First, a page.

Amazon says that the most recent Prime Day extravaganza of sales and specials was also the biggest day ever in the history of the company.
To deal with that huge shopping day, the retailer’s systems engineers had to “[add] capacity that was equal to all of AWS and Amazon.com back in 2009,” Amazon’s Jeff Barr writes in a new blog entry.
The “AWS” that Barr refers to is “Amazon Web Services,” the mega-popular cloud computing service that’s also become Amazon’s most profitable division. Like lots of other big companies
, Amazon relies on AWS to power its whole business, including the Amazon.com website, the mobile app, and the Amazon Echo home assistant.
Barr says that circa 2002 or so, Amazon would just buy extra hardware for big events like the holiday shopping season, only to let it go disused after the fact. That’s a big part of why AWS is such a quantum leap: With cloud computing, you can just add more computing capacity on-demand to deal with traffic spikes and the like.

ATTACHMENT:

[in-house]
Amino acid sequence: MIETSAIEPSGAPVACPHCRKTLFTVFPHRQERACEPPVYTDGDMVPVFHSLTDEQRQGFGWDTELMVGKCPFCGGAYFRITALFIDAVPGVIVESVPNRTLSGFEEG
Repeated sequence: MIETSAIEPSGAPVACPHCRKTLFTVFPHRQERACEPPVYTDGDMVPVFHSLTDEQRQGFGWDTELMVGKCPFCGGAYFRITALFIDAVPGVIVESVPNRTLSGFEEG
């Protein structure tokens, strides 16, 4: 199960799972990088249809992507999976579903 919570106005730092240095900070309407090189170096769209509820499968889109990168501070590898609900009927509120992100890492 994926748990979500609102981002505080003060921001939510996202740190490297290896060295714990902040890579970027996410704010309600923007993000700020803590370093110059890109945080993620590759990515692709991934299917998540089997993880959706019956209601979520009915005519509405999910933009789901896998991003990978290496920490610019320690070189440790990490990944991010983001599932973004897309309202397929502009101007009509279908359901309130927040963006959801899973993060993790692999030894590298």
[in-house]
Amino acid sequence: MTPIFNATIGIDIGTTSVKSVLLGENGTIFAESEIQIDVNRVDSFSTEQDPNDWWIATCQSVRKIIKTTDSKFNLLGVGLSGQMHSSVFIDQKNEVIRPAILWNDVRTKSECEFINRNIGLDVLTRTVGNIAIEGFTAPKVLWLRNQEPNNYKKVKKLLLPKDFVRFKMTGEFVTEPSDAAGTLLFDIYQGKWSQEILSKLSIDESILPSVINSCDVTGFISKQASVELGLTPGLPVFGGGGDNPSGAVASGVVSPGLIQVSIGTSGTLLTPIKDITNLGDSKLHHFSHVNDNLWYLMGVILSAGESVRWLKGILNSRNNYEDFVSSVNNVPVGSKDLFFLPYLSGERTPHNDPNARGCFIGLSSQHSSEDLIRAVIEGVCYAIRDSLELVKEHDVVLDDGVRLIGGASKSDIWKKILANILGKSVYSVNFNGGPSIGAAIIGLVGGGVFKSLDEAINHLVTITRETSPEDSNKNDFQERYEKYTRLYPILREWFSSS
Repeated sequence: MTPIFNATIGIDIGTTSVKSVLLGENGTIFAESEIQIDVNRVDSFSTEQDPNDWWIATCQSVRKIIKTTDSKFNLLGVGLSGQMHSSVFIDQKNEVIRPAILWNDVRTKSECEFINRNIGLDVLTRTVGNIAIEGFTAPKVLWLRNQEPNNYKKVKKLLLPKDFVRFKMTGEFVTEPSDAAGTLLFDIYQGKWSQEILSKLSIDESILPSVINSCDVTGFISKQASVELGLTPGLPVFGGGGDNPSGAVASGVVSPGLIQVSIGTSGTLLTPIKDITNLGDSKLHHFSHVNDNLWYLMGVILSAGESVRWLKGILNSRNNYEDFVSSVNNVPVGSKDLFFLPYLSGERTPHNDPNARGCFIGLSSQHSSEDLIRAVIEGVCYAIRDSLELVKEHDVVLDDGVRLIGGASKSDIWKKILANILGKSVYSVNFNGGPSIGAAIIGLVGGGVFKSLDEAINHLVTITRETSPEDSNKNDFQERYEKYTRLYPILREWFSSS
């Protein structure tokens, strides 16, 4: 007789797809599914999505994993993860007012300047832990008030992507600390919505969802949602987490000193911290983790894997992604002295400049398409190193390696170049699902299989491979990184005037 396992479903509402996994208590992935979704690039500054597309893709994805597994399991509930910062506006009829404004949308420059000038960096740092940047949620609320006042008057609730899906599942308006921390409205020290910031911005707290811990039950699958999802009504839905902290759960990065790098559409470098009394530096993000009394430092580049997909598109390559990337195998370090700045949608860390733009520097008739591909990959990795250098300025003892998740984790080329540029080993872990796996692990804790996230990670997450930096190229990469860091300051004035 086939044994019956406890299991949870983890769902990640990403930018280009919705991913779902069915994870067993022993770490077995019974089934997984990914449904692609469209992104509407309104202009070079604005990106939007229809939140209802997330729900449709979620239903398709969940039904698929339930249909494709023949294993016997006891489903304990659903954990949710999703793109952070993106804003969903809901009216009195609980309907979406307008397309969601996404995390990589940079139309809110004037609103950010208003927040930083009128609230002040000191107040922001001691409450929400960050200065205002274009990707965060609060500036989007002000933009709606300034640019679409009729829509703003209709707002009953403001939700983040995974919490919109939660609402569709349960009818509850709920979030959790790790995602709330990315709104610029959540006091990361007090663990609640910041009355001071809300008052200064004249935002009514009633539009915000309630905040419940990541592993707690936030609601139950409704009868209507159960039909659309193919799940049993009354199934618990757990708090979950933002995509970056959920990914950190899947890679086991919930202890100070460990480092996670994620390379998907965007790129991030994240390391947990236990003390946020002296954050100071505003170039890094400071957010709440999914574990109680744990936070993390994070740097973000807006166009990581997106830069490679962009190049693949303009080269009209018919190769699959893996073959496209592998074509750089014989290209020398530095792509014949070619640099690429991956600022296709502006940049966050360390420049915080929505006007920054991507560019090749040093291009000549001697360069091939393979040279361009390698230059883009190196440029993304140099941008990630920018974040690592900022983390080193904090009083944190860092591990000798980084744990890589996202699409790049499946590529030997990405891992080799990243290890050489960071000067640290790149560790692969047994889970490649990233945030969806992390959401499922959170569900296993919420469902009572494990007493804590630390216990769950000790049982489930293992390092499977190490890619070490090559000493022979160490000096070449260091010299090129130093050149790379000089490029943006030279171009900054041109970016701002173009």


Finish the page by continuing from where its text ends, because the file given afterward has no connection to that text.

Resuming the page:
Just another customer
To that end, AWS helped Amazon gracefully deal with Prime Day’s massive flood of deal-seeking shoppers — a million people downloaded the Amazon app for the first time on Prime Day, Barr writes, in addition to the increased traffic to the Amazon.com website. And they didn’t have to actually buy a single extra server.
Intriguingly, Barr says that AWS treats Amazon.com like “just like any of our other big customers,” which is to say that they don’t get any special treatment when it comes to things like customer support. Instead, Barr says, AWS and Amazon.com act as “business partners,” and communicate like they would with any outside entity.
“Sticking to this somewhat formal discipline helps the AWS team to improve the support plans and the communication processes for all AWS customers,” Barr writes.
AWS is certainly not the only game in town, with Microsoft Azure and Google Cloud Platform both gunning for Amazon’s top spot in the cloud computing market. But the fact that Amazon itself uses AWS to power even mega-events like Prime Day is a good illustrative example of why so many customers rely on it in the first place.
Disclosure: Jeff Bezos is an investor in Business Insider through hispersonal investment company Bezos Expeditions.
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